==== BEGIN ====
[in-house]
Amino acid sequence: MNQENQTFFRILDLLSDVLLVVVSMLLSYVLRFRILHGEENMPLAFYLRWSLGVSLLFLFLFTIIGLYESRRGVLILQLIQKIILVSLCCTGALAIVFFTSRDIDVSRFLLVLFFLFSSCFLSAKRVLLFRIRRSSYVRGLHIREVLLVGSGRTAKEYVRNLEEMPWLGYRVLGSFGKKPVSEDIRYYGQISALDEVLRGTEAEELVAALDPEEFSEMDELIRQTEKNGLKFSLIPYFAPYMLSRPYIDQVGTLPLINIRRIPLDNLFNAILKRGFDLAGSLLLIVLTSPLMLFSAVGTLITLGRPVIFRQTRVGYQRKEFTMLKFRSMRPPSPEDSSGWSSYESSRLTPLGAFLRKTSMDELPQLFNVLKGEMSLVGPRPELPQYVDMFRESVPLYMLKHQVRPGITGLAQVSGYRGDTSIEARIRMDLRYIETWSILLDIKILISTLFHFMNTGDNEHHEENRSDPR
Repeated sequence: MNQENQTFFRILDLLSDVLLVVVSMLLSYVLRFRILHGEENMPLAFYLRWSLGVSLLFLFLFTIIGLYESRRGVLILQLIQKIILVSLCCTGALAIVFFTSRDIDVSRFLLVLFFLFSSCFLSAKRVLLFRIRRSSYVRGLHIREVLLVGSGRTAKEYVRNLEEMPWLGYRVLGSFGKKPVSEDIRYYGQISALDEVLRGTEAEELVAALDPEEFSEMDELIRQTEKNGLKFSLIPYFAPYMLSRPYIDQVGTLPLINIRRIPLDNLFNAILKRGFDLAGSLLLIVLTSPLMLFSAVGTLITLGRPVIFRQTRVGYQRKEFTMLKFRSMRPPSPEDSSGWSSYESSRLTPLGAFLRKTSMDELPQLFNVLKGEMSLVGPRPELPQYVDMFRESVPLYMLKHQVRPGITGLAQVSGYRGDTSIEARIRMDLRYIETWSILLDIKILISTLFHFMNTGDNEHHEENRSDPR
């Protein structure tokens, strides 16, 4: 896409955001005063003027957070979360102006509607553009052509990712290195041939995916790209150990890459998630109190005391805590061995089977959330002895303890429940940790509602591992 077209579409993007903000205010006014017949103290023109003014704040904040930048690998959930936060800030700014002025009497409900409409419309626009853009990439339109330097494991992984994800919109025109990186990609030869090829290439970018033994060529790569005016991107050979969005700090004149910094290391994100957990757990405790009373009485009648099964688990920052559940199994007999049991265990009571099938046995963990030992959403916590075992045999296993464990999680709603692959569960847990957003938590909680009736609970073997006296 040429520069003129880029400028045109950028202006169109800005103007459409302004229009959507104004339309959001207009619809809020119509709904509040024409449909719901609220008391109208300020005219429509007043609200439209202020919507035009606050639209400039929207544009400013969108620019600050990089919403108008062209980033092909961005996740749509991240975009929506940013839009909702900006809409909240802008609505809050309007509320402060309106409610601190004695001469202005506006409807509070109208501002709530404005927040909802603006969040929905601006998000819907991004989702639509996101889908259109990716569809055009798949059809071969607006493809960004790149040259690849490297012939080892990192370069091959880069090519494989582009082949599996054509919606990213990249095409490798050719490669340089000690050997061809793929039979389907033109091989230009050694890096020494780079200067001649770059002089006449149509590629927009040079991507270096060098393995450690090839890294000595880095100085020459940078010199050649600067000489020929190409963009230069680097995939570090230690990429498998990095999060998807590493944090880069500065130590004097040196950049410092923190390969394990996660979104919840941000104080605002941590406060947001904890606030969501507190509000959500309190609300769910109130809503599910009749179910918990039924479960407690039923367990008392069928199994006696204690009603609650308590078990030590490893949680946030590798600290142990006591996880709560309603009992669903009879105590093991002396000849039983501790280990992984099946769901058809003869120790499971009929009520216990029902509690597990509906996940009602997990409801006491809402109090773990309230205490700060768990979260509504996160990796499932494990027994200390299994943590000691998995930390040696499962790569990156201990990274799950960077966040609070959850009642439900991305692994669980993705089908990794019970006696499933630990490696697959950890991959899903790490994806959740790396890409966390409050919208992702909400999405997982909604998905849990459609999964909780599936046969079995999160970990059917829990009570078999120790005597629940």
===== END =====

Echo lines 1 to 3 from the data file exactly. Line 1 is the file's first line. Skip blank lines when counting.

[in-house]
Amino acid sequence: MNQENQTFFRILDLLSDVLLVVVSMLLSYVLRFRILHGEENMPLAFYLRWSLGVSLLFLFLFTIIGLYESRRGVLILQLIQKIILVSLCCTGALAIVFFTSRDIDVSRFLLVLFFLFSSCFLSAKRVLLFRIRRSSYVRGLHIREVLLVGSGRTAKEYVRNLEEMPWLGYRVLGSFGKKPVSEDIRYYGQISALDEVLRGTEAEELVAALDPEEFSEMDELIRQTEKNGLKFSLIPYFAPYMLSRPYIDQVGTLPLINIRRIPLDNLFNAILKRGFDLAGSLLLIVLTSPLMLFSAVGTLITLGRPVIFRQTRVGYQRKEFTMLKFRSMRPPSPEDSSGWSSYESSRLTPLGAFLRKTSMDELPQLFNVLKGEMSLVGPRPELPQYVDMFRESVPLYMLKHQVRPGITGLAQVSGYRGDTSIEARIRMDLRYIETWSILLDIKILISTLFHFMNTGDNEHHEENRSDPR
Repeated sequence: MNQENQTFFRILDLLSDVLLVVVSMLLSYVLRFRILHGEENMPLAFYLRWSLGVSLLFLFLFTIIGLYESRRGVLILQLIQKIILVSLCCTGALAIVFFTSRDIDVSRFLLVLFFLFSSCFLSAKRVLLFRIRRSSYVRGLHIREVLLVGSGRTAKEYVRNLEEMPWLGYRVLGSFGKKPVSEDIRYYGQISALDEVLRGTEAEELVAALDPEEFSEMDELIRQTEKNGLKFSLIPYFAPYMLSRPYIDQVGTLPLINIRRIPLDNLFNAILKRGFDLAGSLLLIVLTSPLMLFSAVGTLITLGRPVIFRQTRVGYQRKEFTMLKFRSMRPPSPEDSSGWSSYESSRLTPLGAFLRKTSMDELPQLFNVLKGEMSLVGPRPELPQYVDMFRESVPLYMLKHQVRPGITGLAQVSGYRGDTSIEARIRMDLRYIETWSILLDIKILISTLFHFMNTGDNEHHEENRSDPR